Some Earthlings have the silly tendency to think that if they don't understand something, it must be fake. That includes our influence on the changing climate, the fact that the Earth is round, and the existence of black holes, massive blobs so dense that not even light can escape their tug.
Image: Mark Garlick Harvard CFA
We know that black holes exist in some form or another, but no one has seen them with their own eyes or a telescope, since they're either black or shrouded by hot gas from stuff torn apart by their gravity. We also know that galaxies have central massive objects that we assume are supermassive black holes. Scientists think these black holes are dense masses of the smallest possible length, surrounded by a far-out point-of-no-return of warped space from which light can't escape, based on Albert Einstein's theory of general relativity. But assumptions aren't facts. So a few scientists wanted to prove to themselves that Einstein was right — that black holes really do collapse into single points under their own gravity, and aren't just super heavy masses that have somehow become dark.
If black holes weren't single points, but uniform spheres the same radius or larger than the event horizon (the point of no return in space), they should have a surface that stars will occasionally slam into at nearly the speed of light, the study's first author and University of Texas astrophysics grad student Wenbin Lu told Gizmodo. "We calculated the outcome of such collisions, which would be visible at cosmological distances, billions of light years away," he said.
A star slamming into a black hole would first turn into a stellar streamer, stretching out as the gravity of the galactic centre tears it apart in a "tidal disruption event". If the black hole's event horizon was just a solid surface, then scientists should be able to detect a signature emission from the collision that we wouldn't see if it was just a point-of-no-return in space.
Lu and his adviser combined data on the rate that stars fall into galactic centres, the number of galaxies that met the predefined parameters, and how bright such a collision should be. And they found no evidence for these telltale emissions, according to the paper published recently in the Monthly Notices of the Royal Astronomical Society. This provides evidence against the big spheres theory, further bolstering Einstein's theory of general relativity.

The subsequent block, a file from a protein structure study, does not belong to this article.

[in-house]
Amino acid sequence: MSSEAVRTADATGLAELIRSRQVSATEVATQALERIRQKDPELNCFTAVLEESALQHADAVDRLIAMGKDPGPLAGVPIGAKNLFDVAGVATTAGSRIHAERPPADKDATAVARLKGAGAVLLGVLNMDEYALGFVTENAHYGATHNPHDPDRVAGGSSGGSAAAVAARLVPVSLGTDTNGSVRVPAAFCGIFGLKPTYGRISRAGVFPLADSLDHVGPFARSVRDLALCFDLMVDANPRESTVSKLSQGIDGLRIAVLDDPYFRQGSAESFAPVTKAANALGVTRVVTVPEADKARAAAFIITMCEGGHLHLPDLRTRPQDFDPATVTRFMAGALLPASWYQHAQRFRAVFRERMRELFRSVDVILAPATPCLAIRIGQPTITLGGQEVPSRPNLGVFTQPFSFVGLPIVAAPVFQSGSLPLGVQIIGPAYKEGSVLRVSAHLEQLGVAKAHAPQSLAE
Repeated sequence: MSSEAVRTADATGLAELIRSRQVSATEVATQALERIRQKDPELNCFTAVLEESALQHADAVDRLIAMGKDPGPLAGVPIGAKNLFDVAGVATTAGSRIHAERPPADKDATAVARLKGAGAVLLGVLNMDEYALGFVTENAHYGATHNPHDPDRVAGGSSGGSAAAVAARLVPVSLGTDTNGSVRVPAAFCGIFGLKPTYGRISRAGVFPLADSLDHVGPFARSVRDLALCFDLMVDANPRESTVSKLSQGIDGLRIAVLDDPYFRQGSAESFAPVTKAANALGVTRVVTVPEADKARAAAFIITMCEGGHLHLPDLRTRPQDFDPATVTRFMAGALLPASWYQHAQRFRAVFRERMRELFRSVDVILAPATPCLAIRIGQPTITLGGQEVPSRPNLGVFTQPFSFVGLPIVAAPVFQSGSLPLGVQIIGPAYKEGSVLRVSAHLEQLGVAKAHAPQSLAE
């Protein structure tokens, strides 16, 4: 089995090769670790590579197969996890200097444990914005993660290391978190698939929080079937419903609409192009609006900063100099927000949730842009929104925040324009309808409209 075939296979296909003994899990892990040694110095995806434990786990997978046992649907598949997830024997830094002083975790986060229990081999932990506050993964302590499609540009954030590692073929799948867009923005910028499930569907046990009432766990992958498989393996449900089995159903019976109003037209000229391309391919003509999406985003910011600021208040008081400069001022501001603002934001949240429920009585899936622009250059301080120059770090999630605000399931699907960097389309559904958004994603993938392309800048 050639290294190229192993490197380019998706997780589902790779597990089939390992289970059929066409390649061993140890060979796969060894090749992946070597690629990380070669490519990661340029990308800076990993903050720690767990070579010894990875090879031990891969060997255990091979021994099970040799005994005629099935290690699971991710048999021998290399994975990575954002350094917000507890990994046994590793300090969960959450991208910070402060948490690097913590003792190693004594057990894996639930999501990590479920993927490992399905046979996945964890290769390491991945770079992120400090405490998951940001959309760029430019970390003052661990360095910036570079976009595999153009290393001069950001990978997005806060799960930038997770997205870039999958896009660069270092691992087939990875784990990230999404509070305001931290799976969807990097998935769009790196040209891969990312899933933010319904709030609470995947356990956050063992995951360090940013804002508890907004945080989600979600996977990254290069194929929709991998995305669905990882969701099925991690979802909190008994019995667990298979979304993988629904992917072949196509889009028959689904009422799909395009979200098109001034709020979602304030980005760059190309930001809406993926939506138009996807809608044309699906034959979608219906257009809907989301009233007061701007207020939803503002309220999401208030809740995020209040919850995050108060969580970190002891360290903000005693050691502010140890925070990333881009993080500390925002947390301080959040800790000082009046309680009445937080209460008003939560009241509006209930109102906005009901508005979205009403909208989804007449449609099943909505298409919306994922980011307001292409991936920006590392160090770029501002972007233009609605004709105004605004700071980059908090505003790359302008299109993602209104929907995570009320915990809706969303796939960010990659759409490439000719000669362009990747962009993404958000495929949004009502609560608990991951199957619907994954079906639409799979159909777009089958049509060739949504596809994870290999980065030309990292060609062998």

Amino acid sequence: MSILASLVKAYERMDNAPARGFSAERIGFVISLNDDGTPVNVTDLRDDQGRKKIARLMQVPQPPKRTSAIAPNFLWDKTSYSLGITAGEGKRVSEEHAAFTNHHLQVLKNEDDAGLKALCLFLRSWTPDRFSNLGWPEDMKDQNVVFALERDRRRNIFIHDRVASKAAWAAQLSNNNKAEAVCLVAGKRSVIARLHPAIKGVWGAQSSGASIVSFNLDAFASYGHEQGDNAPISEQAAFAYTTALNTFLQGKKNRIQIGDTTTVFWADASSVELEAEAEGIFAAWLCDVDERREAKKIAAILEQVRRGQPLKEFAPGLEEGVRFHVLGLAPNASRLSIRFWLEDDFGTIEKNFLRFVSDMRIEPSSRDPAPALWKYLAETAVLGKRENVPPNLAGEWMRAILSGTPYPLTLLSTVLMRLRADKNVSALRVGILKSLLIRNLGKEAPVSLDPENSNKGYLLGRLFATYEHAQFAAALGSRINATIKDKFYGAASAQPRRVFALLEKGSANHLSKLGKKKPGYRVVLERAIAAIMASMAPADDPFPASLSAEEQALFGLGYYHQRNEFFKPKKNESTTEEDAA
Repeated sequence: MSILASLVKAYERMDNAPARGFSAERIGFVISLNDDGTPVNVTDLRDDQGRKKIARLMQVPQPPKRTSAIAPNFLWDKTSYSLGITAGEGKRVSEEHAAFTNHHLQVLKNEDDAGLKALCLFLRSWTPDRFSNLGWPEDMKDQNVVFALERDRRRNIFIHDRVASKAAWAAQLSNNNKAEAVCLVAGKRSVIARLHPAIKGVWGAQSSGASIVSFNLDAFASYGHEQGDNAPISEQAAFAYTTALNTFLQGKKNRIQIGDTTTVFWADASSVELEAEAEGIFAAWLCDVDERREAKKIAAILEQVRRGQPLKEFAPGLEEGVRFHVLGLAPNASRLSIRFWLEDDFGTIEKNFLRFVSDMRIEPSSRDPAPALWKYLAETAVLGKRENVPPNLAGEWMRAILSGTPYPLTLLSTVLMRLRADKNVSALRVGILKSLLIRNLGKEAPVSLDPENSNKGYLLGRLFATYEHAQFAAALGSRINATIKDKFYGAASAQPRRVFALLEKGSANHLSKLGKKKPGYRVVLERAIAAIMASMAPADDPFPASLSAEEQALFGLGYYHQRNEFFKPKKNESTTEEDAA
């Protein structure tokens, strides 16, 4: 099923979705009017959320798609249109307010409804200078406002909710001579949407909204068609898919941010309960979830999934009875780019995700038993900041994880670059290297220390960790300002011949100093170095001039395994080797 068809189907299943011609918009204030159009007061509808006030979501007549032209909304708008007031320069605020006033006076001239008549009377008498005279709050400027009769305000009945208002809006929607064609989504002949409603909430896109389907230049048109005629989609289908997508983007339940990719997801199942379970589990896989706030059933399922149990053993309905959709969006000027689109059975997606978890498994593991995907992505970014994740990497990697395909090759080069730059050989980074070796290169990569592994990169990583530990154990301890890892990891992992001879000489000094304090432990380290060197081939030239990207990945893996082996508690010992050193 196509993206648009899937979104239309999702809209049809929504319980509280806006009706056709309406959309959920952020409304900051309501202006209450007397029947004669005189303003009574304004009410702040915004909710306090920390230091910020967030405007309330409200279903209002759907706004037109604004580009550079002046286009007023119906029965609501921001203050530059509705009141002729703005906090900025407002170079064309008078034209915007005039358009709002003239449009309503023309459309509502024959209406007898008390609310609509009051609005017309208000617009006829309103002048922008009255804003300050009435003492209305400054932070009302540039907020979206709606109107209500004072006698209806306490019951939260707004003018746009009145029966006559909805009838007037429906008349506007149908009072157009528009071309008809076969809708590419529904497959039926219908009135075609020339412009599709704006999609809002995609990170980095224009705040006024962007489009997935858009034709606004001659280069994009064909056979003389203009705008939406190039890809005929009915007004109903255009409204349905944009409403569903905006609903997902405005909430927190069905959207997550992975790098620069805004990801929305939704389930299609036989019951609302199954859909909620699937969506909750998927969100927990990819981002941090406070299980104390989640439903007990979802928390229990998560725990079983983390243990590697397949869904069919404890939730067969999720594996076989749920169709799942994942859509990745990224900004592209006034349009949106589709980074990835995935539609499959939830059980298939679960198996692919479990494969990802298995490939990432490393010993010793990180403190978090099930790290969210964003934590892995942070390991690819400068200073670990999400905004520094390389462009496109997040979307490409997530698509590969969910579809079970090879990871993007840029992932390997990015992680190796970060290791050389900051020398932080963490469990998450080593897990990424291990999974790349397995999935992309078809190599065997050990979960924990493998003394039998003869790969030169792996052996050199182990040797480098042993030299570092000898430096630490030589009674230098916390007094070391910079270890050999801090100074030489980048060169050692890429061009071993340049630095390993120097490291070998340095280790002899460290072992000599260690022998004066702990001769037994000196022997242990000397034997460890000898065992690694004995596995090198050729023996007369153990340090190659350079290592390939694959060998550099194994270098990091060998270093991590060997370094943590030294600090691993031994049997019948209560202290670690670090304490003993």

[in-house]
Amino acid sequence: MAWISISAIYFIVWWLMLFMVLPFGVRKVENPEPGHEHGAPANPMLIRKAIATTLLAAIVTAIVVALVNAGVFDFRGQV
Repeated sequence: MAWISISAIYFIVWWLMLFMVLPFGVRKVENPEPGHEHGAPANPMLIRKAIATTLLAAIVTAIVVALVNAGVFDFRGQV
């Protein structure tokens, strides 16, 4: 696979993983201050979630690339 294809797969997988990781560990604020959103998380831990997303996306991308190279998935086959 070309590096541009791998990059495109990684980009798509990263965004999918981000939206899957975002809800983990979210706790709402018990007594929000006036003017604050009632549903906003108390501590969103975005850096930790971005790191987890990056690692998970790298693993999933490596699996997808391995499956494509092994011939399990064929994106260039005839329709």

Are there limitations to the study? Hell yeah. This is science, after all.
The paper sets a limit on how big enormous black holes could be, at just a smidgen larger than the radius of the event horizon. But it does leave a tiny bit of room for uncertainty, in which light would be too faint to be detected here on Earth, thanks to a phenomenon called gravitational redshift. If black holes were giant spheres exactly the same size as an event horizon, there would still be this well of gravity light would have to escape, that could stretch it out beyond the detection methods in the paper.
The researchers also ignored the spin of the black holes, which could change some numbers. And their calculations only work for supermassive black holes, those tens of millions of times the mass of our Sun or greater.
There are other limitations as well. I asked Dr Grant Tremblay, an astrophysicist at the Harvard-Smithsonian Center for Astrophysics, what he thought, and he said it was a good paper. But he also pointed out that "it's just a thought experiment and back of the envelope calculation". The scientists made a calculation, noticed we don't observe it, and said that it adds proof that black holes have event horizons. That's cool, but it's sort of like saying that chest pain must be gas because if it were a heart attack, I'd be dead (my words, not Tremblay's).
Of course, scientists are also trying to spot black holes with an Earth-spanning array of telescope called the Event Horizon Telescope. So keep your eyes open.
But for now, just know that yeah, black holes are real. And if we try to pretend they're not real, they're still real. But figuring out what they really are and how they really work will continue to be a challenge.